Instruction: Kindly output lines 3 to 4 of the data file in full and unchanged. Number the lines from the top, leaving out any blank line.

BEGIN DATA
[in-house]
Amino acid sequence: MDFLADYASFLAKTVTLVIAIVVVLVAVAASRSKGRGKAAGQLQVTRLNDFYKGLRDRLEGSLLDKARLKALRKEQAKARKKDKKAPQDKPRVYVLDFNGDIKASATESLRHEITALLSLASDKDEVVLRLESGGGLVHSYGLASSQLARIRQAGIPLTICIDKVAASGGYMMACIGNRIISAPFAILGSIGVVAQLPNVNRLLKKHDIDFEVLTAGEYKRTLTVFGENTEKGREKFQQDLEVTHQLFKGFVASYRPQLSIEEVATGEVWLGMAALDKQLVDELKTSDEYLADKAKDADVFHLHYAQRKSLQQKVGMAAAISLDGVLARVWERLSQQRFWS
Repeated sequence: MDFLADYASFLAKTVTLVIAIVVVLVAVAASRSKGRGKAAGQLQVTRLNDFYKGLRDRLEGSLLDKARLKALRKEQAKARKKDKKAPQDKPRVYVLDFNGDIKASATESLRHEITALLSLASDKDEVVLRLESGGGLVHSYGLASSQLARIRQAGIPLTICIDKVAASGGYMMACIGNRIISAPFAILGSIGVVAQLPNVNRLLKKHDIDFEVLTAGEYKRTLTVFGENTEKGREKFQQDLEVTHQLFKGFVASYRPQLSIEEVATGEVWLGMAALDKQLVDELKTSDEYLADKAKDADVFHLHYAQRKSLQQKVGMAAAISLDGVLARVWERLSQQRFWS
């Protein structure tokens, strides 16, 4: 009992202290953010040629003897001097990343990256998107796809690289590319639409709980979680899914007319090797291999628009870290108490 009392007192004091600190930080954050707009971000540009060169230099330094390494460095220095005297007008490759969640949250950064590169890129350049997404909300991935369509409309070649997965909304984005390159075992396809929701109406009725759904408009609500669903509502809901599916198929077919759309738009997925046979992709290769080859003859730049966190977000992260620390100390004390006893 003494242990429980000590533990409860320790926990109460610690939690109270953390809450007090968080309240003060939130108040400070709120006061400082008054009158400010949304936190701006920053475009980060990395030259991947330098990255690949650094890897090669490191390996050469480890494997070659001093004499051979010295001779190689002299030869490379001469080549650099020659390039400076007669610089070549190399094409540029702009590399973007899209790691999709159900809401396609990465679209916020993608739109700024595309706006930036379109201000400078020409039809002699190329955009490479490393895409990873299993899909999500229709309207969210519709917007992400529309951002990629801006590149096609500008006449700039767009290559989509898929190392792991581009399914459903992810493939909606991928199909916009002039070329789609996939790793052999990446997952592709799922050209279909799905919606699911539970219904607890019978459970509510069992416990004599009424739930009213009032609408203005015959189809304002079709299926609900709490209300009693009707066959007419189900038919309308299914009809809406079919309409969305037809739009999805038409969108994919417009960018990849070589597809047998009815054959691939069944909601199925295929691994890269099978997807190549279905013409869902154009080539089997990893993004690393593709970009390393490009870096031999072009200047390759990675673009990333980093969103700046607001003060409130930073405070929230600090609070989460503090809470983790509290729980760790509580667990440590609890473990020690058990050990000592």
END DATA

Repeated sequence: MDFLADYASFLAKTVTLVIAIVVVLVAVAASRSKGRGKAAGQLQVTRLNDFYKGLRDRLEGSLLDKARLKALRKEQAKARKKDKKAPQDKPRVYVLDFNGDIKASATESLRHEITALLSLASDKDEVVLRLESGGGLVHSYGLASSQLARIRQAGIPLTICIDKVAASGGYMMACIGNRIISAPFAILGSIGVVAQLPNVNRLLKKHDIDFEVLTAGEYKRTLTVFGENTEKGREKFQQDLEVTHQLFKGFVASYRPQLSIEEVATGEVWLGMAALDKQLVDELKTSDEYLADKAKDADVFHLHYAQRKSLQQKVGMAAAISLDGVLARVWERLSQQRFWS
């Protein structure tokens, strides 16, 4: 009992202290953010040629003897001097990343990256998107796809690289590319639409709980979680899914007319090797291999628009870290108490 009392007192004091600190930080954050707009971000540009060169230099330094390494460095220095005297007008490759969640949250950064590169890129350049997404909300991935369509409309070649997965909304984005390159075992396809929701109406009725759904408009609500669903509502809901599916198929077919759309738009997925046979992709290769080859003859730049966190977000992260620390100390004390006893 003494242990429980000590533990409860320790926990109460610690939690109270953390809450007090968080309240003060939130108040400070709120006061400082008054009158400010949304936190701006920053475009980060990395030259991947330098990255690949650094890897090669490191390996050469480890494997070659001093004499051979010295001779190689002299030869490379001469080549650099020659390039400076007669610089070549190399094409540029702009590399973007899209790691999709159900809401396609990465679209916020993608739109700024595309706006930036379109201000400078020409039809002699190329955009490479490393895409990873299993899909999500229709309207969210519709917007992400529309951002990629801006590149096609500008006449700039767009290559989509898929190392792991581009399914459903992810493939909606991928199909916009002039070329789609996939790793052999990446997952592709799922050209279909799905919606699911539970219904607890019978459970509510069992416990004599009424739930009213009032609408203005015959189809304002079709299926609900709490209300009693009707066959007419189900038919309308299914009809809406079919309409969305037809739009999805038409969108994919417009960018990849070589597809047998009815054959691939069944909601199925295929691994890269099978997807190549279905013409869902154009080539089997990893993004690393593709970009390393490009870096031999072009200047390759990675673009990333980093969103700046607001003060409130930073405070929230600090609070989460503090809470983790509290729980760790509580667990440590609890473990020690058990050990000592």